It should be noted that Trump’s propensity to characterize this putative exploitation of the United States as “rape” has extended to NATO: as Anonymous, the senior Trump administration official who penned A Warning, noted, Trump repeatedly expressed a desire to leave NATO on the grounds that the United States was “getting raped” by the other countries in the alliance.[10]

Given the consistency of these views, it was little surprise that once in office Trump would move to translate them into US policy. The imposition of tariffs on a range of US trading partners, the withdrawals from multilateral organizations and agreements, and the persistent denigration of American alliances by the president are all part of a consistent piece.

But how should we characterize this shift in American policy being carried out by Trump? Stephen M. Saideman argued in December 2017 that what we were seeing during Trump’s first year in office was the undoing of the main tenets of hegemonic stability theory,[11] the idea in International Relations that a single dominant state, the hegemon, provided the international system with “public goods” such as stability in economic relations. Saideman proposed, his tongue firmly in his cheek, that what we were seeing from the Trump administration is “hegemonic abdication theory”[12] — the process by which a hegemonic actor like the United States stops providing those goods to the world.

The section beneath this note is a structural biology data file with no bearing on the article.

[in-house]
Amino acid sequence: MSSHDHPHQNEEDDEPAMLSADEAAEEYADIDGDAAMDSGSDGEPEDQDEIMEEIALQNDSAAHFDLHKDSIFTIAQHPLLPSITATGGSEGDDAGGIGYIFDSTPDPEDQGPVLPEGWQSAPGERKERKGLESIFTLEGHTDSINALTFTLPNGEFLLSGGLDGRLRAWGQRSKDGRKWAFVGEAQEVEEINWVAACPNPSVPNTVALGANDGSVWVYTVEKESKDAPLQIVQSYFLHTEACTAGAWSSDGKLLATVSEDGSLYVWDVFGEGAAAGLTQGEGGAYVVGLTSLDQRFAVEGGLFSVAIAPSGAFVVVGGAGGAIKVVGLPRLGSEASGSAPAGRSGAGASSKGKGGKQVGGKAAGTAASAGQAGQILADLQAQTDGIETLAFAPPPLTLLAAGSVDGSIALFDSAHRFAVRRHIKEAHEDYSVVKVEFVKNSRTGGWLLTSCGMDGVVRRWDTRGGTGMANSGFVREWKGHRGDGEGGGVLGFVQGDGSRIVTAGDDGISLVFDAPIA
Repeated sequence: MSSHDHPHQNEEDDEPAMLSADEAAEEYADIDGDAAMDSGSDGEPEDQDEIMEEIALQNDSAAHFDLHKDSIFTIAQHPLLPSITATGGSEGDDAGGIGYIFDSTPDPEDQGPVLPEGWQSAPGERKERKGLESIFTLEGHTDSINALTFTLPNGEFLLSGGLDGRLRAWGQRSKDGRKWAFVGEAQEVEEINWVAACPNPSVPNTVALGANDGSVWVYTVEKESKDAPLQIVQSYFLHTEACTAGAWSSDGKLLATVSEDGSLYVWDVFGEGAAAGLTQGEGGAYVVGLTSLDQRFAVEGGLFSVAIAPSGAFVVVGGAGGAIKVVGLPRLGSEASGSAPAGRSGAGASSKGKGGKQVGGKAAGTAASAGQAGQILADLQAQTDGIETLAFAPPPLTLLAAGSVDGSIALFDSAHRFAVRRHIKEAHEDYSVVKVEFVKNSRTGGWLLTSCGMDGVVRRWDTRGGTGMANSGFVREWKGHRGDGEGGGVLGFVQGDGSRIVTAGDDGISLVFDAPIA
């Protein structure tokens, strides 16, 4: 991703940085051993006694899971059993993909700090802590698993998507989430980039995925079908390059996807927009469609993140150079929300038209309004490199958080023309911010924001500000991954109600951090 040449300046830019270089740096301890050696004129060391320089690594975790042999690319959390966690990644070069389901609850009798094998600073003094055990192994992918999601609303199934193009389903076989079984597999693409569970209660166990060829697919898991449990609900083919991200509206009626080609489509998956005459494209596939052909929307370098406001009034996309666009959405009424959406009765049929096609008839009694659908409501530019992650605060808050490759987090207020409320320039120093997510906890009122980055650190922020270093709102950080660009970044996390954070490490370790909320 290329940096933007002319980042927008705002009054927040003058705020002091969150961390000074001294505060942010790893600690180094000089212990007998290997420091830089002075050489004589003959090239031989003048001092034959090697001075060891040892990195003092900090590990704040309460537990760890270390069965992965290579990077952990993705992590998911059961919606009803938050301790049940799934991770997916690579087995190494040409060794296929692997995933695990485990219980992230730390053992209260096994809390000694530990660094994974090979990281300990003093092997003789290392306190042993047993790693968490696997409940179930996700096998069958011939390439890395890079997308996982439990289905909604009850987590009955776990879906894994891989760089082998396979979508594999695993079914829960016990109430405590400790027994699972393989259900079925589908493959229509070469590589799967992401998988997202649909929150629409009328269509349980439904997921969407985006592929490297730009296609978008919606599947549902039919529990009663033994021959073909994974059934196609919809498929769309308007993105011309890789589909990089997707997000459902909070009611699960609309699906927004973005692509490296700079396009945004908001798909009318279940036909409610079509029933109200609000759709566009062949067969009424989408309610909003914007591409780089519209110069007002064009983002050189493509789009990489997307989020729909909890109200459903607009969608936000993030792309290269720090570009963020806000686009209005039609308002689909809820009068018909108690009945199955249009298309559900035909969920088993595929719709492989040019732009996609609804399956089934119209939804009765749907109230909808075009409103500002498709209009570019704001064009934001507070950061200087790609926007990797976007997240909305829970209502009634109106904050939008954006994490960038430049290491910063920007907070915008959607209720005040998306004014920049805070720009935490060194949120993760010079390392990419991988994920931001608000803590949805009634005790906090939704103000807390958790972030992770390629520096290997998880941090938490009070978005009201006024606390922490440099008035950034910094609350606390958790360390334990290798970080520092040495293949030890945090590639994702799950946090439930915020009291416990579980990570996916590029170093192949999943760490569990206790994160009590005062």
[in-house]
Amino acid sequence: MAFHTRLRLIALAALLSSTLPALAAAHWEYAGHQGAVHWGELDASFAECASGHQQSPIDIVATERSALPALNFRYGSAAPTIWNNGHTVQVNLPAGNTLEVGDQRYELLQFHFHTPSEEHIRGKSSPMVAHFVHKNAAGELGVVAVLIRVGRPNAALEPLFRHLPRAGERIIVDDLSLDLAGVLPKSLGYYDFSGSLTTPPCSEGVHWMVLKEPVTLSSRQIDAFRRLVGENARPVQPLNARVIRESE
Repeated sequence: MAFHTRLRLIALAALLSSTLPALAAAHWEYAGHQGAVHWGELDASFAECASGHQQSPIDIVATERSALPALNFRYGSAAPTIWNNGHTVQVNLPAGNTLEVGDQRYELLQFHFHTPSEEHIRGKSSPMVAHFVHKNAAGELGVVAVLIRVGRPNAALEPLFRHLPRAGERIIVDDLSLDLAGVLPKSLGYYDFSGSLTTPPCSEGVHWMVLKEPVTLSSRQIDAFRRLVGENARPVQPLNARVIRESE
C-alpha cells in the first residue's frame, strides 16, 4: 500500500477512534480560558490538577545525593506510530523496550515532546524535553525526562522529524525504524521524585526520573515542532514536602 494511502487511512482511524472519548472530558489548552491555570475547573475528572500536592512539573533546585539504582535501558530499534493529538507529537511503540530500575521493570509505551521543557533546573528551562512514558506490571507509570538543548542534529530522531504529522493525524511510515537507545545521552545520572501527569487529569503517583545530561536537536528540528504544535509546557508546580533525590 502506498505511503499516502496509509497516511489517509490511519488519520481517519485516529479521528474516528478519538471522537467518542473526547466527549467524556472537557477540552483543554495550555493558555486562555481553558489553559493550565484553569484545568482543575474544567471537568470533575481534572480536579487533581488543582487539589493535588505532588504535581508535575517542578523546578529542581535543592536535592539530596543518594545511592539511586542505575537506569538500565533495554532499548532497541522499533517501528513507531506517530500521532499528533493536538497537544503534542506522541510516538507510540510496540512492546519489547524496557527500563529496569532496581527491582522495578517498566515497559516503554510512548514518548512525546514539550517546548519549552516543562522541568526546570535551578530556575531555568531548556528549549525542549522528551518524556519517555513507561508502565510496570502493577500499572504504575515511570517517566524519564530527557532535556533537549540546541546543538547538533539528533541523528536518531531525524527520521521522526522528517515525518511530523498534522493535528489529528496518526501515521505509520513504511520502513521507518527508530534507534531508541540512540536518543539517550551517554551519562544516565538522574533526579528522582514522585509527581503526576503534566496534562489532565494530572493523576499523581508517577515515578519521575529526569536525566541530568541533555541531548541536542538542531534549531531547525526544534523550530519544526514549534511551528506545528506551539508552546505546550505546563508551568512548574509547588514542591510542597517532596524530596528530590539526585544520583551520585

But it can be argued that what we are seeing is much more than just a withdrawal of the willingness to help create and maintain stability — financial, geostrategic, and political — to the system.